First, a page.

The whistle-blowing website WikiLeaks released a trove of classified reports that it said documented at least 109,000 deaths in the Iraq war, more than the United States previously has acknowledged, as well as what it described as cases of torture and other abuses by Iraqi and coalition forces.
"The reports detail 109,032 deaths in Iraq, comprised of 66,081 'civilians'; 23,984 'enemy' (those labeled as insurgents); 15,196 'host nation' (Iraqi government forces) and 3,771 'friendly' (coalition forces)," WikiLeaks said in a statement regarding the documents' release. "The majority of the deaths (66,000, over 60 percent) of these are civilian deaths. That is 31 civilians dying every day during the six-year period."
At a news conference in London on Saturday, WikiLeaks said it would soon publish 15,000 additional secret Afghan war documents.
"We hope to correct some of that attack on the truth that occurred before the war, during the war, and which has continued on since the war officially concluded," said WikiLeaks founder Julian Assange.
The new documents covered 2004 through 2009, WikiLeaks said, with the exception of May 2004 and March 2009.
A review of the documents by Iraq Body Count, an advocacy group that long has monitored civilian casualties in the war, found 15,000 previously unknown civilian deaths, according to WikiLeaks -- a detail first reported in The Guardian newspaper, one of a handful of international news organizations that got an advance look at the documents.
The U.S. military long has maintained that it does not keep an official death tally, but earlier this month following a Freedom of Information Act request, the Pentagon said some 77,000 Iraqis had been killed from 2004 to mid-2008 -- a shorter period than that covered by WikiLeaks.
Besides the different time periods, the New York Times, which also saw the WikiLeaks documents early, noted that "some deaths are reported more than once, and some reports have inconsistent casualty figures."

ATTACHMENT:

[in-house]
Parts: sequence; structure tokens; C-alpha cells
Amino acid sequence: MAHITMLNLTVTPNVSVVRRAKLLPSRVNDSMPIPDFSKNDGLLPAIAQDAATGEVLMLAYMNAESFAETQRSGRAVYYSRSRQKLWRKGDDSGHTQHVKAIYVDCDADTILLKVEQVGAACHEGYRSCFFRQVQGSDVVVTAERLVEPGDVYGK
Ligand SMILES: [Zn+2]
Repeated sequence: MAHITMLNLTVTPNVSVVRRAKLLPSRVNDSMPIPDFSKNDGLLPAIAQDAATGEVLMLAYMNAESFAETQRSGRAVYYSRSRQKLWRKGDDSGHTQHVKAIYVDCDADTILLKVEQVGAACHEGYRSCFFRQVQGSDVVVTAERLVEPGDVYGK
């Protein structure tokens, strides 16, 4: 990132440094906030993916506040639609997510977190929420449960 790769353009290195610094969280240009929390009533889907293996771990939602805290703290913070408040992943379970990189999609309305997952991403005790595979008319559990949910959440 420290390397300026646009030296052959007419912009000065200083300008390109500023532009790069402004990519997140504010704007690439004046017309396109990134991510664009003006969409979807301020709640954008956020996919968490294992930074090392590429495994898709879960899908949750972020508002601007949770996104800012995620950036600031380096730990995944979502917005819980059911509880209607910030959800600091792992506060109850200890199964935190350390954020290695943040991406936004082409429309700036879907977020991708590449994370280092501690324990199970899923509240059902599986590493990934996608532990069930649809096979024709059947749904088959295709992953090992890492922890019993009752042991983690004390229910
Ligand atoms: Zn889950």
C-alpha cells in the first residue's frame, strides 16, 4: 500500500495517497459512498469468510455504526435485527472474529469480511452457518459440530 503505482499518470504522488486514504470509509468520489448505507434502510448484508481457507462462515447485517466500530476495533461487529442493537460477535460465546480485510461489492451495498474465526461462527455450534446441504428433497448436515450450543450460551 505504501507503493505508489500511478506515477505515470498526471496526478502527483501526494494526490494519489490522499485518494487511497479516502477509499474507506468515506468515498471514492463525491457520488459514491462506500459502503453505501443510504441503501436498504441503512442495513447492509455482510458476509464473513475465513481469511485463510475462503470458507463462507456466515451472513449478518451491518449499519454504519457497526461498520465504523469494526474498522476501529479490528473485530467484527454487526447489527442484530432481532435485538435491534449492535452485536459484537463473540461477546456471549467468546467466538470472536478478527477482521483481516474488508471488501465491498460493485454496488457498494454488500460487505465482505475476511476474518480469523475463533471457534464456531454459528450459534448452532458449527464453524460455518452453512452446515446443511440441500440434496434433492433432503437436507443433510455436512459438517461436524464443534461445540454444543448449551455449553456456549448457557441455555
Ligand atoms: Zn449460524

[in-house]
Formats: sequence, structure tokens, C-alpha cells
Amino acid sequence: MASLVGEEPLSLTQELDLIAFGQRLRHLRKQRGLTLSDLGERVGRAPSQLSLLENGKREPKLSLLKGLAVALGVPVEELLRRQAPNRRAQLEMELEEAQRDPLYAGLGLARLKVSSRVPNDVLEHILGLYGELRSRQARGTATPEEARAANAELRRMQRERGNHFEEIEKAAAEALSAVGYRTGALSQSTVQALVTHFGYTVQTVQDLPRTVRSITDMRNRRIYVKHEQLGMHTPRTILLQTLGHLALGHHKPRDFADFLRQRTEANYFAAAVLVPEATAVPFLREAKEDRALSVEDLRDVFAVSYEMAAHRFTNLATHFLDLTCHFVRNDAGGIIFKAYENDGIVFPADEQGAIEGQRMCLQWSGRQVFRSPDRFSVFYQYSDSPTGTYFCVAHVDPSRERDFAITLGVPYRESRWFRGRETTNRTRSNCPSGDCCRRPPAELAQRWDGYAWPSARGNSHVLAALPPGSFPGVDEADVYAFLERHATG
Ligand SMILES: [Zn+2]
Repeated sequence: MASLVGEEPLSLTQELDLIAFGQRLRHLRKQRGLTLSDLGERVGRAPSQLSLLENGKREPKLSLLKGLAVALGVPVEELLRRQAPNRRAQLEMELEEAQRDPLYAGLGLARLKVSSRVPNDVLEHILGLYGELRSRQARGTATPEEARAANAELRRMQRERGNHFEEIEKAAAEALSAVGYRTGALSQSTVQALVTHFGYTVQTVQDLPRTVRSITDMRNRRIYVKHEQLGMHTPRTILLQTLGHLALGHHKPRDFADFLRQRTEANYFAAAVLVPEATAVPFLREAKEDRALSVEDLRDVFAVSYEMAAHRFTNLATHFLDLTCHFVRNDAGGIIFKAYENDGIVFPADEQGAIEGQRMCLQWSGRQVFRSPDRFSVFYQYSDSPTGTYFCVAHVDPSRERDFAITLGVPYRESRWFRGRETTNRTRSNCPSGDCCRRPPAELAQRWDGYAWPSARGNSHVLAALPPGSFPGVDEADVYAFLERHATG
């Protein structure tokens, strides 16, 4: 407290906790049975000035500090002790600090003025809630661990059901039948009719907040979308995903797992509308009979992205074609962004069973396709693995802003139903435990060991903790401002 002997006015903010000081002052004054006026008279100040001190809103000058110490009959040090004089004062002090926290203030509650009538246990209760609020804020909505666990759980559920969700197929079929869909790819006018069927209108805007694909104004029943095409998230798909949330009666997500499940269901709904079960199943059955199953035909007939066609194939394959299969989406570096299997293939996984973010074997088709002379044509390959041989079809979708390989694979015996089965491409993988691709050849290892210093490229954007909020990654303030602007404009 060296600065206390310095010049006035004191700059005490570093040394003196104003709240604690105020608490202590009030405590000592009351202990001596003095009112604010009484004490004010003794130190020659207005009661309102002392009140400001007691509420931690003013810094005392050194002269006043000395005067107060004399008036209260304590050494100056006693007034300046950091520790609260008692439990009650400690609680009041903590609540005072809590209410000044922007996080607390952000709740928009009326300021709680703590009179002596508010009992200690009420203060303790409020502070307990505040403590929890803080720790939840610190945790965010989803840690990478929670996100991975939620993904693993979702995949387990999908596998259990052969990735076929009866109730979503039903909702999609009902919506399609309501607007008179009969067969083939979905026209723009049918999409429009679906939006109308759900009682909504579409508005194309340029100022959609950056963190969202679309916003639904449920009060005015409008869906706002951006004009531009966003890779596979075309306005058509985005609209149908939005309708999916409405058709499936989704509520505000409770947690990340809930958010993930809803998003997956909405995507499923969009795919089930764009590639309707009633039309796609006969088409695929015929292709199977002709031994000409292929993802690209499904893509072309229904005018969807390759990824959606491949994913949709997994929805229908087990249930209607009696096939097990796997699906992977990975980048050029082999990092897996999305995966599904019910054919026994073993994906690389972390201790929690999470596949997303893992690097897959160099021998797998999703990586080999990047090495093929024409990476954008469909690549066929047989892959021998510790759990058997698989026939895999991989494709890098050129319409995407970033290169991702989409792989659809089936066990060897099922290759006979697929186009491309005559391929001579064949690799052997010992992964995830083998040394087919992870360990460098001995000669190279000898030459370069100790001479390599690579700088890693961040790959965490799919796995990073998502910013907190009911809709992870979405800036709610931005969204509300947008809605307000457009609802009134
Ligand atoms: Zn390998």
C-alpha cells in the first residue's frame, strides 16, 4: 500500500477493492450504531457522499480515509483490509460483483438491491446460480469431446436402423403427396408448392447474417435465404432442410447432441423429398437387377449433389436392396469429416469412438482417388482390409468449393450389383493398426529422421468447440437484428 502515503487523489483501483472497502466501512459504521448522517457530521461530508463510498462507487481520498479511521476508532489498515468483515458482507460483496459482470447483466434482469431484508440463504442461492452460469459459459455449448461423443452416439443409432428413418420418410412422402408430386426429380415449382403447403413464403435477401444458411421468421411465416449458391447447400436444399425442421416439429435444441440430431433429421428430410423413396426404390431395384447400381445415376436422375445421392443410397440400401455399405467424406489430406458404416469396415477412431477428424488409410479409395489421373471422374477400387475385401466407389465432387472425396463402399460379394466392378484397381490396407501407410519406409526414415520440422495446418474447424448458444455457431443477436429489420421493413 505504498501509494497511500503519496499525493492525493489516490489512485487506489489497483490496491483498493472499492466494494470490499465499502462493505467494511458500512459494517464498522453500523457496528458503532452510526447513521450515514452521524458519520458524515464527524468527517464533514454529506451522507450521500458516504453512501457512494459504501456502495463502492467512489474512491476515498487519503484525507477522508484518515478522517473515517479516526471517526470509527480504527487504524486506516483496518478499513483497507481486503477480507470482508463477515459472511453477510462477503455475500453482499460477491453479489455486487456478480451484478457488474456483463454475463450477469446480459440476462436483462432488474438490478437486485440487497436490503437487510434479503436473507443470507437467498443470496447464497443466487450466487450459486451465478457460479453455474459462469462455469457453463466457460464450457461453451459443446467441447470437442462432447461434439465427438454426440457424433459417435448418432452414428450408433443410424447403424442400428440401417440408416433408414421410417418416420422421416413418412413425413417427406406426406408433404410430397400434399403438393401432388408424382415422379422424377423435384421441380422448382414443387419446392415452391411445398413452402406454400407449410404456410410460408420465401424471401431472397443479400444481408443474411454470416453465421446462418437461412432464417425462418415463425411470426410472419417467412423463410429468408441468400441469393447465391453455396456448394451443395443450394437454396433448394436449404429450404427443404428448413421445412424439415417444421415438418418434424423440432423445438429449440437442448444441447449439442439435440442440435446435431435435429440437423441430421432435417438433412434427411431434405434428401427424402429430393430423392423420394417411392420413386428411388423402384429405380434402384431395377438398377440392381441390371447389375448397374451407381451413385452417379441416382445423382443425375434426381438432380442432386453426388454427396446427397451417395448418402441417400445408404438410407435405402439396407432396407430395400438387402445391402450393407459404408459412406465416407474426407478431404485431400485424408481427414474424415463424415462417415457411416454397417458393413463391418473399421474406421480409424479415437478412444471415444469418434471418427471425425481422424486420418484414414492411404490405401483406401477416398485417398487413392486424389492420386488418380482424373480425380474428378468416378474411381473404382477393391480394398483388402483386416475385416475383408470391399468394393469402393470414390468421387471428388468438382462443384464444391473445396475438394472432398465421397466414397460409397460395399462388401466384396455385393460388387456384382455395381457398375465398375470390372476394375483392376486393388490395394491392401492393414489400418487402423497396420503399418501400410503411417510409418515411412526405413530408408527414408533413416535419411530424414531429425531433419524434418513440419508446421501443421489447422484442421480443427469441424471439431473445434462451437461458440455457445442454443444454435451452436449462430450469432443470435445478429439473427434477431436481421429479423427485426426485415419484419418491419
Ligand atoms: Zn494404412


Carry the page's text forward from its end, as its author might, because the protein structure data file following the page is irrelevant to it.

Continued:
Al Jazeera, which also got an advance look at the documents, reported a total of 285,000 war casualties on its Arabic-language website, a number that included both dead and wounded. It also reported that the documents said 681 Iraqi civilians were killed at U.S. checkpoints, 180,000 Iraqis were arrested during the war and 15,000 Iraqis were buried without being identified.
The massive leak of 391,832 documents at 5 p.m. ET yesterday, which WikiLeaks billed as "the largest classified military leak in history," followed WikiLeaks' similar but smaller release on the war in Afghanistan.
The new release was anticipated by the Pentagon, which has warned that publicizing the information could endanger U.S. troops.
"We strongly condemn the unauthorized disclosure of classified information," said Pentagon Press Secretary Geoff Morrell prior to the documents becoming public.
Morrell said the documents "expose secret information that could make our troops even more vulnerable to attack in the future. Just as with the leaked Afghan documents, we know our enemies will mine this information looking for insights into how we operate, cultivate sources and react in combat situations, even the capability of our equipment. This security breach could very well get our troops and those they are fighting with killed."
Amid such criticism, WikiLeaks said this time it "undertook the arduous task of redacting any piece of information contained that might lead to the identification of any innocent Iraqi."
The Pentagon said the documents it expected would be released include tactical reports from late 2003 to 2010 containing brief unit-level observations of what those units saw on a daily basis.
Those documents included descriptions of attacks on Iraqi security forces and U.S. forces, detainee abuse, civilian casualty incidents, IED blasts, discussions with Iraqis and inquiries into socio-political relations, according to Department of Defense spokesman Col. David Lapan.
Sources that saw the WikiLeaks documents in advance reported no major revelations, but said taken together they could be read as a secret history of the war written from a troop's-eye-view of the conflict.
WikiLeaks collectively referred to the trove as "The Iraq War Logs" and seemed to suggest they did contain revelations.
"There are reports of civilians being indiscriminately killed at checkpoints, such as speeding to get a pregnant woman to hospital; of Iraqi detainees being tortured by coalition forces; and of U.S. soldiers blowing up entire civilian buildings because of one suspected insurgent on the roof," WikiLeaks said in its statement.
"There are over 300 recorded reports of coalition forces committing torture and abuse of detainees across 284 reports and over 1,000 cases of Iraqi security forces committing similar crimes," WikiLeaks added. "There are numerous cases of what appear to be clear war crimes by U.S. forces, such as the deliberate killing of persons trying to surrender."